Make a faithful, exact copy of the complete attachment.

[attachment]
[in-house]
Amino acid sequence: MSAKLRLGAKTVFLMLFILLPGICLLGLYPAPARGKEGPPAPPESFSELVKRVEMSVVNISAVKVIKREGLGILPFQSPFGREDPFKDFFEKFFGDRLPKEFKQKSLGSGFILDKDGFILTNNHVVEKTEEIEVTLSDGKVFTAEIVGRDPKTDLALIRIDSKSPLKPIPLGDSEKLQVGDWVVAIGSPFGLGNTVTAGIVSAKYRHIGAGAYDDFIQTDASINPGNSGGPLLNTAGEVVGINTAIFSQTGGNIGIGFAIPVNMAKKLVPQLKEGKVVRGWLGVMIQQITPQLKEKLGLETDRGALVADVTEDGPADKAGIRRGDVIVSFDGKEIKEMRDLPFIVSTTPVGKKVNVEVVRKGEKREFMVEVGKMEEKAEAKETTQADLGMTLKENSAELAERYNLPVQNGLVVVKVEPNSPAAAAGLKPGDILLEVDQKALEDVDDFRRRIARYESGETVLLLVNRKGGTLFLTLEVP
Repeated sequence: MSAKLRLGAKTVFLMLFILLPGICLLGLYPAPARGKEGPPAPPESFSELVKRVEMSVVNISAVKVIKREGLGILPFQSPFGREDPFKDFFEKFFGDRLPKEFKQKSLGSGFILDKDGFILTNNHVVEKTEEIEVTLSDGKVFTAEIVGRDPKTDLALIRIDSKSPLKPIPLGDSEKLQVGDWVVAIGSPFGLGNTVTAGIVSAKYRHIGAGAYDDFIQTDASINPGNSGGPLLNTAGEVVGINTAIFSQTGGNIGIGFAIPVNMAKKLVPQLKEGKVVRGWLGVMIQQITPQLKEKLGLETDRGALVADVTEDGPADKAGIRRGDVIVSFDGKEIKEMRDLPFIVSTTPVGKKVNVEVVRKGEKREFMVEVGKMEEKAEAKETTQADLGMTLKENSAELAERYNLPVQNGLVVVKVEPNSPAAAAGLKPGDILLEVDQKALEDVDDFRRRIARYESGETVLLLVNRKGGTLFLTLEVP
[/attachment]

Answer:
[in-house]
Amino acid sequence: MSAKLRLGAKTVFLMLFILLPGICLLGLYPAPARGKEGPPAPPESFSELVKRVEMSVVNISAVKVIKREGLGILPFQSPFGREDPFKDFFEKFFGDRLPKEFKQKSLGSGFILDKDGFILTNNHVVEKTEEIEVTLSDGKVFTAEIVGRDPKTDLALIRIDSKSPLKPIPLGDSEKLQVGDWVVAIGSPFGLGNTVTAGIVSAKYRHIGAGAYDDFIQTDASINPGNSGGPLLNTAGEVVGINTAIFSQTGGNIGIGFAIPVNMAKKLVPQLKEGKVVRGWLGVMIQQITPQLKEKLGLETDRGALVADVTEDGPADKAGIRRGDVIVSFDGKEIKEMRDLPFIVSTTPVGKKVNVEVVRKGEKREFMVEVGKMEEKAEAKETTQADLGMTLKENSAELAERYNLPVQNGLVVVKVEPNSPAAAAGLKPGDILLEVDQKALEDVDDFRRRIARYESGETVLLLVNRKGGTLFLTLEVP
Repeated sequence: MSAKLRLGAKTVFLMLFILLPGICLLGLYPAPARGKEGPPAPPESFSELVKRVEMSVVNISAVKVIKREGLGILPFQSPFGREDPFKDFFEKFFGDRLPKEFKQKSLGSGFILDKDGFILTNNHVVEKTEEIEVTLSDGKVFTAEIVGRDPKTDLALIRIDSKSPLKPIPLGDSEKLQVGDWVVAIGSPFGLGNTVTAGIVSAKYRHIGAGAYDDFIQTDASINPGNSGGPLLNTAGEVVGINTAIFSQTGGNIGIGFAIPVNMAKKLVPQLKEGKVVRGWLGVMIQQITPQLKEKLGLETDRGALVADVTEDGPADKAGIRRGDVIVSFDGKEIKEMRDLPFIVSTTPVGKKVNVEVVRKGEKREFMVEVGKMEEKAEAKETTQADLGMTLKENSAELAERYNLPVQNGLVVVKVEPNSPAAAAGLKPGDILLEVDQKALEDVDDFRRRIARYESGETVLLLVNRKGGTLFLTLEVP